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Ways To Cope When Caring For A Loved One

December 15, 2016 in News

Written By Chris Holmes

The job of being a full time caregiver is an important one that has its peaks and valleys, but the goal is to have more peaks than valleys. When the child becomes the parent, the changing roles can be challenging if you do not find the right balance. Taking care of your own health and emotional well-being ensures you can cope with the challenges of caring for a loved one, while maintaining a good quality of life for both of you. Remember, if you don’t care for yourself, you won’t be able to care for anyone else.

  1. Create Lists and Establish a Daily Routine

Break large tasks into smaller steps that you can do one at a time. Prioritize, make lists and establish a daily routine. Begin to say no to requests that will cause anxiety and exhaust you, such as hosting holiday dinners.

  1. Ask for Help

Enlisting the support of friends and family does not make you appear inadequate. The truth is, others want to help and you need to let them. Be prepared with a list of ways others can help you, and let them choose what he or she would like to do. This will make it easier to accept help and ensure you get the most from the help that is offered.

Do not feel guilty because you can’t do it all. In addition to caring for your loved one, you may be juggling work, parenting children and managing household duties. Do not dismiss the idea of hiring professional help. Whether it is overnight help, or someone that comes in for just a few hours a week, this can be the single best way to cope as a caregiver.

There may come a time when asking for help means transferring a loved one to skilled nursing facility. Transferring a loved one to a skilled nursing facility does not mean you did not do your best, it simply means that you realize that you can longer provide your loved one with the quality of care that is necessary, and your health or family life may be suffering as a result. Covering the cost of long-term care can be costly for middle class Americans and many fall back on Medicaid for payment. Navigating the Medicaid process is difficult and often the family can benefit from the help of an Elder Law Attorney.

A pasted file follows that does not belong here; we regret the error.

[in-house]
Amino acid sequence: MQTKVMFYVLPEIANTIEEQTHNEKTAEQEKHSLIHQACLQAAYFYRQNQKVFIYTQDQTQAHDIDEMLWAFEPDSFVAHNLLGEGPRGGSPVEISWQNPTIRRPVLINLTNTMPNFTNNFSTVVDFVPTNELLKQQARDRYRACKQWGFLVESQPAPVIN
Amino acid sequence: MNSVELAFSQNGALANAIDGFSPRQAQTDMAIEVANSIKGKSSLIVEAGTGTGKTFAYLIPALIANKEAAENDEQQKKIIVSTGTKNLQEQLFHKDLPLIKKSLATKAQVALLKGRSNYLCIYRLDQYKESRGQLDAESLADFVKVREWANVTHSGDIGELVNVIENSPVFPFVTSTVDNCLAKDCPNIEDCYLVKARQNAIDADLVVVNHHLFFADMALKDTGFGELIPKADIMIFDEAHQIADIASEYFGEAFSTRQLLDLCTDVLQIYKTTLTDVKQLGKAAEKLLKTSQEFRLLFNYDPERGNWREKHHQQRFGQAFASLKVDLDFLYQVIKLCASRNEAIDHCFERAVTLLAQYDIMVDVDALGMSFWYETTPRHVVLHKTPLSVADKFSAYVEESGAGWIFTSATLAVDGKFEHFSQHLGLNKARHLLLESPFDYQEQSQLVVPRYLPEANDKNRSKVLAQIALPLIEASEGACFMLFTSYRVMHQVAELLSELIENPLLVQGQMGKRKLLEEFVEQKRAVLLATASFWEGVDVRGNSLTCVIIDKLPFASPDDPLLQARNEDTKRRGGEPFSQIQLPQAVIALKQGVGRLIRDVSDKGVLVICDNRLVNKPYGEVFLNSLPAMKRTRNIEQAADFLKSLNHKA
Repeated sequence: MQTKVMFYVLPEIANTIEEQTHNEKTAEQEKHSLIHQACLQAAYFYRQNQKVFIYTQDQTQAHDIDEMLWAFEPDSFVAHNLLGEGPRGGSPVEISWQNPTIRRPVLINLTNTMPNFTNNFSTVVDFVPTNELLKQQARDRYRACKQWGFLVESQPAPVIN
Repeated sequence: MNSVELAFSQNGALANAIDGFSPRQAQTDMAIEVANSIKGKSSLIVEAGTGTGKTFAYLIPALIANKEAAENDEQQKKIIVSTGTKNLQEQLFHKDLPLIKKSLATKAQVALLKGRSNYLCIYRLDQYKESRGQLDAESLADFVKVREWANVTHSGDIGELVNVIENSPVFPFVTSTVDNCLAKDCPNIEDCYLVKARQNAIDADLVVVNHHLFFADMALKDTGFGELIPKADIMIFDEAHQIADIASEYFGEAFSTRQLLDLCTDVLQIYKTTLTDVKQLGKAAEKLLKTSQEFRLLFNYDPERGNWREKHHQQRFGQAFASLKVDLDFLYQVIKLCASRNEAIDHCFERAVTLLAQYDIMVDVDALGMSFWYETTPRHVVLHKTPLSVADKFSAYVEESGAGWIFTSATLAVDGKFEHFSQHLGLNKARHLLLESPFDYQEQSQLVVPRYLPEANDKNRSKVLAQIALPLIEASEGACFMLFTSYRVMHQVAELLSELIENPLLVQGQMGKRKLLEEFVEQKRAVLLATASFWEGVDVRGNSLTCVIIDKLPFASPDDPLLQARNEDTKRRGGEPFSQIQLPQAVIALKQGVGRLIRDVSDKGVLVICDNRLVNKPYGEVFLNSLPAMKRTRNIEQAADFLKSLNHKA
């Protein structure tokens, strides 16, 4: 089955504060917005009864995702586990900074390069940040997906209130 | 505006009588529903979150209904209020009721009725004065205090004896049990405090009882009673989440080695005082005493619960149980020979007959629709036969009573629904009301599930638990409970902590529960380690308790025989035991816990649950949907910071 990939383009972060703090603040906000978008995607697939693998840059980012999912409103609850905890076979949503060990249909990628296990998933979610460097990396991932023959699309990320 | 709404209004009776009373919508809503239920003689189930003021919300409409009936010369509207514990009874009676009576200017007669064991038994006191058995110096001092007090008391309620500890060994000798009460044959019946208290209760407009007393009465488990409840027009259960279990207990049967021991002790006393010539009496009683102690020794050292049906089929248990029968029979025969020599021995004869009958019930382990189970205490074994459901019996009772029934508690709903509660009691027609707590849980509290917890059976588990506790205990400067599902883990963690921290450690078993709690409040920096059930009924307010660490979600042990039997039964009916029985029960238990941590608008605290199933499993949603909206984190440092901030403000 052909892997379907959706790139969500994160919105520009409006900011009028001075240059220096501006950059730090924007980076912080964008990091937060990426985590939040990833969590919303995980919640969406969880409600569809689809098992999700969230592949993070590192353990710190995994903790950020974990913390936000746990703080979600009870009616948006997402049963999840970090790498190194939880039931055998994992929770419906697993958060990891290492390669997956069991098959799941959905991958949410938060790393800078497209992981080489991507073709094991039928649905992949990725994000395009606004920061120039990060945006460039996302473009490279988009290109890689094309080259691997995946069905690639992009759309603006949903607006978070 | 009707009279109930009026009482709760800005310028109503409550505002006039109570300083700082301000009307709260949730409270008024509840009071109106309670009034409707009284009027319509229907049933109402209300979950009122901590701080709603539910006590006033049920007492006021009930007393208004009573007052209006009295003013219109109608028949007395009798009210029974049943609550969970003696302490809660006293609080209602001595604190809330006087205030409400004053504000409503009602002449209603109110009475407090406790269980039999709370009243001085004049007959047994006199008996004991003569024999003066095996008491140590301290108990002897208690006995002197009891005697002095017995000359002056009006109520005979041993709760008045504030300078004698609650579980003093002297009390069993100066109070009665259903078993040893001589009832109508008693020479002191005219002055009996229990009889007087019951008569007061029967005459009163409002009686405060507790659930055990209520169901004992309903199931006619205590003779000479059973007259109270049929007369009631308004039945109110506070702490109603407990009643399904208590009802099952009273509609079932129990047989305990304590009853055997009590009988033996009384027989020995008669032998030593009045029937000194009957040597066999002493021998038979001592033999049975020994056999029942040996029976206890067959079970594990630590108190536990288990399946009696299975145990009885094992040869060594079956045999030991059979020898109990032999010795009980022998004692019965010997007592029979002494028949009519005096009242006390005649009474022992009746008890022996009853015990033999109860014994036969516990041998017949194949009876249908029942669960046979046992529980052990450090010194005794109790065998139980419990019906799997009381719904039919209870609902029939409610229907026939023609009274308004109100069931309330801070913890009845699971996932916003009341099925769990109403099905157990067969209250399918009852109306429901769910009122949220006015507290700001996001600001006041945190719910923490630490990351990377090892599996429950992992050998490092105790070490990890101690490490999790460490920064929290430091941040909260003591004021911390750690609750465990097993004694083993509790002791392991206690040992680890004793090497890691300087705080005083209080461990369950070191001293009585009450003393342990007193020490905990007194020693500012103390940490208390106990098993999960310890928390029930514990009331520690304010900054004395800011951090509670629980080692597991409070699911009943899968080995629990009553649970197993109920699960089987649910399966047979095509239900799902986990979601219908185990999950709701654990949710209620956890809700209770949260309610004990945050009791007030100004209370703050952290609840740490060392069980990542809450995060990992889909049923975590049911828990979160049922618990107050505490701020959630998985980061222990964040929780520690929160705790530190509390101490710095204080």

1. Take Time for Yourself

Neglecting your own physical and emotional health leaves you vulnerable to medical problems and exhaustion. Set a goal to grab at least a few minutes to yourself each day. In addition to exercising and maintaining a balanced diet, it is crucial to carve out time to relax, pursue a hobby and stay connected to family and friends. This can be as simple as taking a walk, reading a good book or having a friend or neighbor over for coffee. This will do wonders for both your health and frame of mind.

  1. Join a Support Group

A support group can provide validation and encouragement, as well as problem-solving strategies for difficult situations. People in support groups understand what you may be going through – they have been where you are. A support group can also be a place to make meaningful friendships.

  1. Laugh

Through it all don’t lose your sense of humor. After all, they say laughter is the best medicine for a reason. You can’t control your situation, but you can control how you view it. Share jokes with your loved one, look for movies that make you laugh and find humor in the everyday little things that you do. Some of our troubles would be quite funny had they not been happening to us. Find a reason to laugh every day.

If you are a caregiver that is overwhelmed, it is recommended that you meet with an elder law attorney. At the Elder Law Center of Kirson & Fuller we will review your circumstances and work to help you find benefits to provide you much needed respite care.


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